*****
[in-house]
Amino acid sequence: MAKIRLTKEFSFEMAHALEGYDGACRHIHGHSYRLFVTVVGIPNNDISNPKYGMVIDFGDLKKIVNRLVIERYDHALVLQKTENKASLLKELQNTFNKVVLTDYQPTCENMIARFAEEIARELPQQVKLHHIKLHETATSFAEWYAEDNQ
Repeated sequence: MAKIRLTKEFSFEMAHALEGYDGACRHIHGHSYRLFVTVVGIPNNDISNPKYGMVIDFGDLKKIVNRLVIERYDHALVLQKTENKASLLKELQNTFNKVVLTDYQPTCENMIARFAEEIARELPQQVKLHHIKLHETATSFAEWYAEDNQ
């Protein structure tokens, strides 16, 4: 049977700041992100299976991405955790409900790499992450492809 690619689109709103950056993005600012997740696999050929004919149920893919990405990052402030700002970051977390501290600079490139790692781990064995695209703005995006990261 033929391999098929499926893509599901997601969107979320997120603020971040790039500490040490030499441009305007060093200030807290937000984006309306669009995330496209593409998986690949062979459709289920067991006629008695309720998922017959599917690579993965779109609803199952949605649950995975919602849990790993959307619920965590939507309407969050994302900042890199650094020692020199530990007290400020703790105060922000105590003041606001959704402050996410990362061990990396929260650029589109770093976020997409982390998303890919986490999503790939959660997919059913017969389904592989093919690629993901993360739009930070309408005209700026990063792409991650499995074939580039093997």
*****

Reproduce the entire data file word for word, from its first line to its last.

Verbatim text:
[in-house]
Amino acid sequence: MAKIRLTKEFSFEMAHALEGYDGACRHIHGHSYRLFVTVVGIPNNDISNPKYGMVIDFGDLKKIVNRLVIERYDHALVLQKTENKASLLKELQNTFNKVVLTDYQPTCENMIARFAEEIARELPQQVKLHHIKLHETATSFAEWYAEDNQ
Repeated sequence: MAKIRLTKEFSFEMAHALEGYDGACRHIHGHSYRLFVTVVGIPNNDISNPKYGMVIDFGDLKKIVNRLVIERYDHALVLQKTENKASLLKELQNTFNKVVLTDYQPTCENMIARFAEEIARELPQQVKLHHIKLHETATSFAEWYAEDNQ
């Protein structure tokens, strides 16, 4: 049977700041992100299976991405955790409900790499992450492809 690619689109709103950056993005600012997740696999050929004919149920893919990405990052402030700002970051977390501290600079490139790692781990064995695209703005995006990261 033929391999098929499926893509599901997601969107979320997120603020971040790039500490040490030499441009305007060093200030807290937000984006309306669009995330496209593409998986690949062979459709289920067991006629008695309720998922017959599917690579993965779109609803199952949605649950995975919602849990790993959307619920965590939507309407969050994302900042890199650094020692020199530990007290400020703790105060922000105590003041606001959704402050996410990362061990990396929260650029589109770093976020997409982390998303890919986490999503790939959660997919059913017969389904592989093919690629993901993360739009930070309408005209700026990063792409991650499995074939580039093997």